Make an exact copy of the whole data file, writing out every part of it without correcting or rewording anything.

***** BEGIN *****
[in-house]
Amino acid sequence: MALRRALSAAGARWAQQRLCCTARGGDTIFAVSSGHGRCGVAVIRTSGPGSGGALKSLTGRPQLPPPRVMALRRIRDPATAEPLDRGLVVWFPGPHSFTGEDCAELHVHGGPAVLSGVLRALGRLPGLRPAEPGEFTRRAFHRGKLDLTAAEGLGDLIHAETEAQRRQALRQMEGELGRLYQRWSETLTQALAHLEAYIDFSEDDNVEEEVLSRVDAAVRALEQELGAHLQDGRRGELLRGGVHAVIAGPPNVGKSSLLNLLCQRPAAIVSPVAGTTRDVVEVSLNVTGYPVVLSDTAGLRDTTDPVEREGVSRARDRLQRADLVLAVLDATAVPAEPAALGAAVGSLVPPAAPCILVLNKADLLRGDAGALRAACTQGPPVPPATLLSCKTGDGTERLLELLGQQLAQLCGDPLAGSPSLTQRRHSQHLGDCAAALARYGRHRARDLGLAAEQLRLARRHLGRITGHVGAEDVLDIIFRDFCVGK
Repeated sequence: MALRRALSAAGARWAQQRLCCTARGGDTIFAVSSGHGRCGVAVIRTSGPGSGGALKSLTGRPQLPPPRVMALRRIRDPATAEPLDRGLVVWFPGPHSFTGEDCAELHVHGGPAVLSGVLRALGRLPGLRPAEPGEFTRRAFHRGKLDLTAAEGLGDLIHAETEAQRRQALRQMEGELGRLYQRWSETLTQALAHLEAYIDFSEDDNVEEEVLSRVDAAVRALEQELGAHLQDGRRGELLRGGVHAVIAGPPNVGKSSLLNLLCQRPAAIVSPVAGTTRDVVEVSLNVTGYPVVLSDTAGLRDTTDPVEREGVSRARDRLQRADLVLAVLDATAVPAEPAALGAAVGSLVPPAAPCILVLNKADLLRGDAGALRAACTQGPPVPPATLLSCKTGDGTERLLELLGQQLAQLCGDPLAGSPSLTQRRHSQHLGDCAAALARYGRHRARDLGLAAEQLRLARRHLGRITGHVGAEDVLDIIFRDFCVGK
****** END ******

[in-house]
Amino acid sequence: MALRRALSAAGARWAQQRLCCTARGGDTIFAVSSGHGRCGVAVIRTSGPGSGGALKSLTGRPQLPPPRVMALRRIRDPATAEPLDRGLVVWFPGPHSFTGEDCAELHVHGGPAVLSGVLRALGRLPGLRPAEPGEFTRRAFHRGKLDLTAAEGLGDLIHAETEAQRRQALRQMEGELGRLYQRWSETLTQALAHLEAYIDFSEDDNVEEEVLSRVDAAVRALEQELGAHLQDGRRGELLRGGVHAVIAGPPNVGKSSLLNLLCQRPAAIVSPVAGTTRDVVEVSLNVTGYPVVLSDTAGLRDTTDPVEREGVSRARDRLQRADLVLAVLDATAVPAEPAALGAAVGSLVPPAAPCILVLNKADLLRGDAGALRAACTQGPPVPPATLLSCKTGDGTERLLELLGQQLAQLCGDPLAGSPSLTQRRHSQHLGDCAAALARYGRHRARDLGLAAEQLRLARRHLGRITGHVGAEDVLDIIFRDFCVGK
Repeated sequence: MALRRALSAAGARWAQQRLCCTARGGDTIFAVSSGHGRCGVAVIRTSGPGSGGALKSLTGRPQLPPPRVMALRRIRDPATAEPLDRGLVVWFPGPHSFTGEDCAELHVHGGPAVLSGVLRALGRLPGLRPAEPGEFTRRAFHRGKLDLTAAEGLGDLIHAETEAQRRQALRQMEGELGRLYQRWSETLTQALAHLEAYIDFSEDDNVEEEVLSRVDAAVRALEQELGAHLQDGRRGELLRGGVHAVIAGPPNVGKSSLLNLLCQRPAAIVSPVAGTTRDVVEVSLNVTGYPVVLSDTAGLRDTTDPVEREGVSRARDRLQRADLVLAVLDATAVPAEPAALGAAVGSLVPPAAPCILVLNKADLLRGDAGALRAACTQGPPVPPATLLSCKTGDGTERLLELLGQQLAQLCGDPLAGSPSLTQRRHSQHLGDCAAALARYGRHRARDLGLAAEQLRLARRHLGRITGHVGAEDVLDIIFRDFCVGK